If you're seeing this message, it means we're having trouble loading external resources on our website.

If you're behind a web filter, please make sure that the domains ***.kastatic.org** and ***.kasandbox.org** are unblocked.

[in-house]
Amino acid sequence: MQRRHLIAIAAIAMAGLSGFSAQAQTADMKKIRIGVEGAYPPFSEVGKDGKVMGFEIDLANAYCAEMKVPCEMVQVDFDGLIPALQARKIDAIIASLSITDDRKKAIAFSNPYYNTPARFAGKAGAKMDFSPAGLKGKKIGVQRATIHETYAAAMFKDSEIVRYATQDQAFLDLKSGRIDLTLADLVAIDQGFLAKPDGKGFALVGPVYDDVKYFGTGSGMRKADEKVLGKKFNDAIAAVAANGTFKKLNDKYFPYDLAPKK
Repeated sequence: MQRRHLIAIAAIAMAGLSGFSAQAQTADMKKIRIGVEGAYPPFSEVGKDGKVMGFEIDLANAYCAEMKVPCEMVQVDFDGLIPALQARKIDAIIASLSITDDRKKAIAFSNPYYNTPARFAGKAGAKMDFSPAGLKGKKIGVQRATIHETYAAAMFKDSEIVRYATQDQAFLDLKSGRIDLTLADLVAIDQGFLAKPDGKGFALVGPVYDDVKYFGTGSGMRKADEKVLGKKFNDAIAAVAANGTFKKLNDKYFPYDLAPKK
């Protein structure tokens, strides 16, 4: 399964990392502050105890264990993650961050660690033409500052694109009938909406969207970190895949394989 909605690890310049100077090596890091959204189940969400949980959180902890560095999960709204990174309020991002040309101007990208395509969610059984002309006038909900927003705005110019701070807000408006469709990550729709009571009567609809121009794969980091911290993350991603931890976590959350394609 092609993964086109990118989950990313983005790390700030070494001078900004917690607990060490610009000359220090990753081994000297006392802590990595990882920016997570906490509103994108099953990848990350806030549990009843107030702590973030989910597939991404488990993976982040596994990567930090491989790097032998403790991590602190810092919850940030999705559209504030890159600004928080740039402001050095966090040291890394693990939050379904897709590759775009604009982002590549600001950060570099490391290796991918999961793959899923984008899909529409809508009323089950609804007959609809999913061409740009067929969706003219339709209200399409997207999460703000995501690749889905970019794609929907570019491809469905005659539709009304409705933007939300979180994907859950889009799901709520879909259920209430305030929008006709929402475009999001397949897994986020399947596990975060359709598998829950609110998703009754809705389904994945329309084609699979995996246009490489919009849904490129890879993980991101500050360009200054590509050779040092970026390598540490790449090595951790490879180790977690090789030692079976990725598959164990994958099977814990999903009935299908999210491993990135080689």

Main content

Current time:0:00Total duration:10:18